Doom Emacs doesn’t have a direct hook that fires after opening a project with SPC p p (or +projectile/find-file), since this action is more interactive and manual. However, you can achieve automatic Treemacs opening on startup if you’re in a project directory by using the doom-first-file-hook. This hook runs after the first buffer is opened, which can be used to check if the opened buffer is part of a recognized project.

Here’s how you can do it. Add a Custom Function**: Insert the following Elisp code into your config.el:

(defun my/open-treemacs-in-project ()
  "Automatically open Treemacs in a project."
  (when (doom-project-root) ; Checks if the current buffer is in a Doom-recognized project
    (treemacs))) ; Opens Treemacs

(add-hook 'doom-first-file-hook 'my/open-treemacs-in-project)

This function my/open-treemacs-in-project checks if the current buffer belongs to a project (Doom’s doom-project-root will return non-nil if so) and opens Treemacs if it does. By adding this function to doom-first-file-hook, it ensures Treemacs opens automatically when you start Doom Emacs in a project directory or open a file that is part of a project.


Dirvish offers a suitable replacement/enhancement for dired with features such as improved UI and image preview. The only requirement for dirvish is the ls alternative exa It is available from MELPA which means you can add it to packages.el with

(package! dirvish)

and then enable it on config.el with

(use-package! dirvish)



An interesting talk on the advantages of using vterm as the default Emacs terminal emulator can be found can found at EmacsConf 2021A Tour of vterm”. To use vterm as the Emacs shell, the respective section in init.el should be selected:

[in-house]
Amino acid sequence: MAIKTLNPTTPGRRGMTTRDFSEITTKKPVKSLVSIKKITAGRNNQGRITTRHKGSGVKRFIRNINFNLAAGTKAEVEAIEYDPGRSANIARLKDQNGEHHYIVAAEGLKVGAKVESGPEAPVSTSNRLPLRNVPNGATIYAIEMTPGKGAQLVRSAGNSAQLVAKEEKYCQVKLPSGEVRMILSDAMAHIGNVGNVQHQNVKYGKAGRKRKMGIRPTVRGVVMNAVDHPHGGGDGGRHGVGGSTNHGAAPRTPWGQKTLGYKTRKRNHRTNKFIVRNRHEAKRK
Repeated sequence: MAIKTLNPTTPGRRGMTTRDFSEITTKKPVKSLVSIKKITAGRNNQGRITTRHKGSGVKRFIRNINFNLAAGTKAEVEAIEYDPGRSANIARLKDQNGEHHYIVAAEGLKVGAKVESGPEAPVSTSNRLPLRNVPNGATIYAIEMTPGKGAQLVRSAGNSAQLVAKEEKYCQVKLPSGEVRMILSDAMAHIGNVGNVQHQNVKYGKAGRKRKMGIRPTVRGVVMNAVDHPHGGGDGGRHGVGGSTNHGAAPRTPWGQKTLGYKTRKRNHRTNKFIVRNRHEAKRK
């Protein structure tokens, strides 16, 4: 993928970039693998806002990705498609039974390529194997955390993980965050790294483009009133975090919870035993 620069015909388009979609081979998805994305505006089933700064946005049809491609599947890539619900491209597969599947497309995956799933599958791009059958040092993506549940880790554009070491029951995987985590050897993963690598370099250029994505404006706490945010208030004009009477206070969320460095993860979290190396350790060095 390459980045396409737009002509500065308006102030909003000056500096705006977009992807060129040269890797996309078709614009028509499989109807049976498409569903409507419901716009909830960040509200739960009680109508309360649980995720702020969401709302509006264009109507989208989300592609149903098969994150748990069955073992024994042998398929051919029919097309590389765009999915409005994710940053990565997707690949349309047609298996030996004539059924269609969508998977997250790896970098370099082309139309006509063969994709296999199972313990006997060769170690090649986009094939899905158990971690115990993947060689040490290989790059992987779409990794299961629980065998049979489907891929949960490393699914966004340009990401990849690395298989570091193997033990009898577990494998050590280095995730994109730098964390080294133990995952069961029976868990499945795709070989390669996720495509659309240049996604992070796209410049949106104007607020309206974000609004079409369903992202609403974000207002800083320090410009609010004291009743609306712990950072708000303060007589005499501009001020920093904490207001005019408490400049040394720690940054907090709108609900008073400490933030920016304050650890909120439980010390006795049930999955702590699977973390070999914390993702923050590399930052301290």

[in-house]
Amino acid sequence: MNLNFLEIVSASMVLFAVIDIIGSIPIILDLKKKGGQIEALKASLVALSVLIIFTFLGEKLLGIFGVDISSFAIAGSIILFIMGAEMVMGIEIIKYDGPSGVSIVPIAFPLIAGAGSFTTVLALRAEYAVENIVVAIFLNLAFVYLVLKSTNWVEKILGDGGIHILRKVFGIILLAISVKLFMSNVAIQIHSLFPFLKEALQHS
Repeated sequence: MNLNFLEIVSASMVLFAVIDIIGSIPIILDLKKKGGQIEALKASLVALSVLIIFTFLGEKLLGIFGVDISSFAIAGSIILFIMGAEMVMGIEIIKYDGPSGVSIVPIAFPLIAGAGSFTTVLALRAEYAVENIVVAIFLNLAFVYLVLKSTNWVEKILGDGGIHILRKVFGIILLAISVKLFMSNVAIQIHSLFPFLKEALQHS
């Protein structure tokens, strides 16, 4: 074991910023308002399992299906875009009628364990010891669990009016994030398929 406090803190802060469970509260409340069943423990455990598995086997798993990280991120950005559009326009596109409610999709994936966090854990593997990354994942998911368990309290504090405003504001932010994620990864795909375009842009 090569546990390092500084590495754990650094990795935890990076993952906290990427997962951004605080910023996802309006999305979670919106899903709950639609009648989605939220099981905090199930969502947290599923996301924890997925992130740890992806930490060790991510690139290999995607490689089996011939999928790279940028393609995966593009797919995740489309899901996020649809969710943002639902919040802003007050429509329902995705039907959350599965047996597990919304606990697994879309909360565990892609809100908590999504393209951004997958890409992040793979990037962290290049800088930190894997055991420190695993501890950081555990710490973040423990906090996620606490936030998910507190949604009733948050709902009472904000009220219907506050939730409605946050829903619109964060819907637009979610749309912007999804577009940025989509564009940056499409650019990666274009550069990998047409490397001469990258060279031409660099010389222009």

;;eshell            ; the elisp shell that works everywhere
 ;;shell             ; simple shell REPL for Emacs
 ;;term              ; basic terminal emulator for Emacs
 vterm             ; the best terminal emulation in Emacs

We also need to install libvterm, with in macOS can be done with

brew install libvterm

and in Linux with

$ sudo apt-get install -y libvterm-dev # Ubuntu
$ sudo dnf -y install libvterm # Fedora


For full-text search, deadgrep11 is used, which leverages ripgrep. To install ripgrep on Linux, run

$ sudo apt install ripgrep # Ubuntu
$ sudo dnf install ripgrep # Fedora

Defining key bindings

(map! :leader

	(:prefix-map ("f" . "foo")
		(:prefix ("b" . "bar")
		:desc "Baz" "b" #'foo-bar-baz
		:desc "Qux" "q" #'foo-bar-qux)))

This will define SPC-f-b-b to invoke foo-bar-baz and SPC-f-b-q to invoke foo-bar-qux.

Dynamic modules

The best place to put dynamic modules in Doom Emacs is inside the actual .doom.d folder. This allows to load modules from Doom’s “private dir”. For instance, for a module called my_module and sub-directory named modules we would create

mkdir ~/.doom.d/modules

and then add to config.el

(add-to-list 'load-path (expand-file-name "modules/my_module" doom-private-dir))

(def-package! my_module
  :commands (mymodule-foo mymodule-bar))